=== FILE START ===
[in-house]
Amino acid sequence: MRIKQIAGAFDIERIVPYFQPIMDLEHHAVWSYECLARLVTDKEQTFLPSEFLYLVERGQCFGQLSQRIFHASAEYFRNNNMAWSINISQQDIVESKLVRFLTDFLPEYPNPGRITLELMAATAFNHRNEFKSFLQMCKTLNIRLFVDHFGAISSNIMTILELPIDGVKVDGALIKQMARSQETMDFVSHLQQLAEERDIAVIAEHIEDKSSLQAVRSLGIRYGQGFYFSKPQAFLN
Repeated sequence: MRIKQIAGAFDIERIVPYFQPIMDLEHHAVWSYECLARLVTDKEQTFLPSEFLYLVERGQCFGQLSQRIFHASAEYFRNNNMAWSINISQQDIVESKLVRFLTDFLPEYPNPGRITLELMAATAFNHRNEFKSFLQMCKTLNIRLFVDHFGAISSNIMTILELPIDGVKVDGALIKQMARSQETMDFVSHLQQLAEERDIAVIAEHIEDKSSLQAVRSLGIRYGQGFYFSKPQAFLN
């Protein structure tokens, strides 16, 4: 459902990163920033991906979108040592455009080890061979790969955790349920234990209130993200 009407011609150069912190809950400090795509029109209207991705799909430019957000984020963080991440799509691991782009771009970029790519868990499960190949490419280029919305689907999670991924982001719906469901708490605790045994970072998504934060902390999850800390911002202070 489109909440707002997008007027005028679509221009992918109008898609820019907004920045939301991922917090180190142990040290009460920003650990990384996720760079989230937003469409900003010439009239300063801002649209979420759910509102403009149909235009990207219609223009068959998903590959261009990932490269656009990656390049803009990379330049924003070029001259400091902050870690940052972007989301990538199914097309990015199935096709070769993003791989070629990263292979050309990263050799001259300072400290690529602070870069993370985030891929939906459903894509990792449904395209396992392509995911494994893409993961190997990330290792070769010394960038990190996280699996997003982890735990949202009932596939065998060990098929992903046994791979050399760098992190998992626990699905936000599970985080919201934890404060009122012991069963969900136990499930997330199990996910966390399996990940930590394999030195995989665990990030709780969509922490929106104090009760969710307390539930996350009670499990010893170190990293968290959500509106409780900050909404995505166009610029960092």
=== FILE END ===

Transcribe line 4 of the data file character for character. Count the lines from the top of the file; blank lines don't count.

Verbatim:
């Protein structure tokens, strides 16, 4: 459902990163920033991906979108040592455009080890061979790969955790349920234990209130993200 009407011609150069912190809950400090795509029109209207991705799909430019957000984020963080991440799509691991782009771009970029790519868990499960190949490419280029919305689907999670991924982001719906469901708490605790045994970072998504934060902390999850800390911002202070 489109909440707002997008007027005028679509221009992918109008898609820019907004920045939301991922917090180190142990040290009460920003650990990384996720760079989230937003469409900003010439009239300063801002649209979420759910509102403009149909235009990207219609223009068959998903590959261009990932490269656009990656390049803009990379330049924003070029001259400091902050870690940052972007989301990538199914097309990015199935096709070769993003791989070629990263292979050309990263050799001259300072400290690529602070870069993370985030891929939906459903894509990792449904395209396992392509995911494994893409993961190997990330290792070769010394960038990190996280699996997003982890735990949202009932596939065998060990098929992903046994791979050399760098992190998992626990699905936000599970985080919201934890404060009122012991069963969900136990499930997330199990996910966390399996990940930590394999030195995989665990990030709780969509922490929106104090009760969710307390539930996350009670499990010893170190990293968290959500509106409780900050909404995505166009610029960092």